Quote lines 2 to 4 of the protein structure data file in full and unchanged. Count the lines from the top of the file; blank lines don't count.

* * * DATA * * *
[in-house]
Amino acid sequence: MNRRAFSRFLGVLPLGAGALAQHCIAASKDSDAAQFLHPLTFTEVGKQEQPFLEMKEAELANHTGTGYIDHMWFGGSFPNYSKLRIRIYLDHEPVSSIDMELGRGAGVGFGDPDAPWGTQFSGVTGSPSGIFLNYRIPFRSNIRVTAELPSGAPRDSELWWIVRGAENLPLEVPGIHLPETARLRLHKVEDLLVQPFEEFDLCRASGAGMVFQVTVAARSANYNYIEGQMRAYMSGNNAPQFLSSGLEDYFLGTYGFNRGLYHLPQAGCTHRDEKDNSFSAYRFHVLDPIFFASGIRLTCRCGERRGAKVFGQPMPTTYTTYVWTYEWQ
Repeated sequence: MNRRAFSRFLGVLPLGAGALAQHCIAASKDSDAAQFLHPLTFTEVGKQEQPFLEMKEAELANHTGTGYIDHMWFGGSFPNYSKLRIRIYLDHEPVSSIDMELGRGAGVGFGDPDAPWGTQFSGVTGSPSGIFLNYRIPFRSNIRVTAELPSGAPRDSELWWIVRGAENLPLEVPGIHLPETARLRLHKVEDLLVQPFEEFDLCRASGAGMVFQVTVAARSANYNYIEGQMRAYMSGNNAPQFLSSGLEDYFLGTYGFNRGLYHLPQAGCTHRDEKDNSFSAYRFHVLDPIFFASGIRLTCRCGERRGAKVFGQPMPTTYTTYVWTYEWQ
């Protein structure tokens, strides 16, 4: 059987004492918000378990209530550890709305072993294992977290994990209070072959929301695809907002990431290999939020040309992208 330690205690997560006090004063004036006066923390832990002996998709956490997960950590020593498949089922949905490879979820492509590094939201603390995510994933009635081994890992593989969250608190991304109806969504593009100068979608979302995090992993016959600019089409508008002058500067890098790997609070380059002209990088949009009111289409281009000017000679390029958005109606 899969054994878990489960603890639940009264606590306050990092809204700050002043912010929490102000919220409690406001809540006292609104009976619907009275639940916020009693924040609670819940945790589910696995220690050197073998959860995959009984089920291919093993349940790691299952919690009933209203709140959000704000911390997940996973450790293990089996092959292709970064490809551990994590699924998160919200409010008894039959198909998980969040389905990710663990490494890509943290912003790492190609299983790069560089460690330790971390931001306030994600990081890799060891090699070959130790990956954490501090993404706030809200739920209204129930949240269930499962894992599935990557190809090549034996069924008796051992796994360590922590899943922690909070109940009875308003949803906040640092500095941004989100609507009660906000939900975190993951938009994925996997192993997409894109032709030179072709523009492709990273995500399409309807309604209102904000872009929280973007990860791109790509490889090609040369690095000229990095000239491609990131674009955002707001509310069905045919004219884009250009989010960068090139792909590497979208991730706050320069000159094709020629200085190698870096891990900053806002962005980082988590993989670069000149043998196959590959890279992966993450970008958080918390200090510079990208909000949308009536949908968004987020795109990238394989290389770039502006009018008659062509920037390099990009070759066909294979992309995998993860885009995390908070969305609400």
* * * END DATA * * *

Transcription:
Amino acid sequence: MNRRAFSRFLGVLPLGAGALAQHCIAASKDSDAAQFLHPLTFTEVGKQEQPFLEMKEAELANHTGTGYIDHMWFGGSFPNYSKLRIRIYLDHEPVSSIDMELGRGAGVGFGDPDAPWGTQFSGVTGSPSGIFLNYRIPFRSNIRVTAELPSGAPRDSELWWIVRGAENLPLEVPGIHLPETARLRLHKVEDLLVQPFEEFDLCRASGAGMVFQVTVAARSANYNYIEGQMRAYMSGNNAPQFLSSGLEDYFLGTYGFNRGLYHLPQAGCTHRDEKDNSFSAYRFHVLDPIFFASGIRLTCRCGERRGAKVFGQPMPTTYTTYVWTYEWQ
Repeated sequence: MNRRAFSRFLGVLPLGAGALAQHCIAASKDSDAAQFLHPLTFTEVGKQEQPFLEMKEAELANHTGTGYIDHMWFGGSFPNYSKLRIRIYLDHEPVSSIDMELGRGAGVGFGDPDAPWGTQFSGVTGSPSGIFLNYRIPFRSNIRVTAELPSGAPRDSELWWIVRGAENLPLEVPGIHLPETARLRLHKVEDLLVQPFEEFDLCRASGAGMVFQVTVAARSANYNYIEGQMRAYMSGNNAPQFLSSGLEDYFLGTYGFNRGLYHLPQAGCTHRDEKDNSFSAYRFHVLDPIFFASGIRLTCRCGERRGAKVFGQPMPTTYTTYVWTYEWQ
């Protein structure tokens, strides 16, 4: 059987004492918000378990209530550890709305072993294992977290994990209070072959929301695809907002990431290999939020040309992208 330690205690997560006090004063004036006066923390832990002996998709956490997960950590020593498949089922949905490879979820492509590094939201603390995510994933009635081994890992593989969250608190991304109806969504593009100068979608979302995090992993016959600019089409508008002058500067890098790997609070380059002209990088949009009111289409281009000017000679390029958005109606 899969054994878990489960603890639940009264606590306050990092809204700050002043912010929490102000919220409690406001809540006292609104009976619907009275639940916020009693924040609670819940945790589910696995220690050197073998959860995959009984089920291919093993349940790691299952919690009933209203709140959000704000911390997940996973450790293990089996092959292709970064490809551990994590699924998160919200409010008894039959198909998980969040389905990710663990490494890509943290912003790492190609299983790069560089460690330790971390931001306030994600990081890799060891090699070959130790990956954490501090993404706030809200739920209204129930949240269930499962894992599935990557190809090549034996069924008796051992796994360590922590899943922690909070109940009875308003949803906040640092500095941004989100609507009660906000939900975190993951938009994925996997192993997409894109032709030179072709523009492709990273995500399409309807309604209102904000872009929280973007990860791109790509490889090609040369690095000229990095000239491609990131674009955002707001509310069905045919004219884009250009989010960068090139792909590497979208991730706050320069000159094709020629200085190698870096891990900053806002962005980082988590993989670069000149043998196959590959890279992966993450970008958080918390200090510079990208909000949308009536949908968004987020795109990238394989290389770039502006009018008659062509920037390099990009070759066909294979992309995998993860885009995390908070969305609400």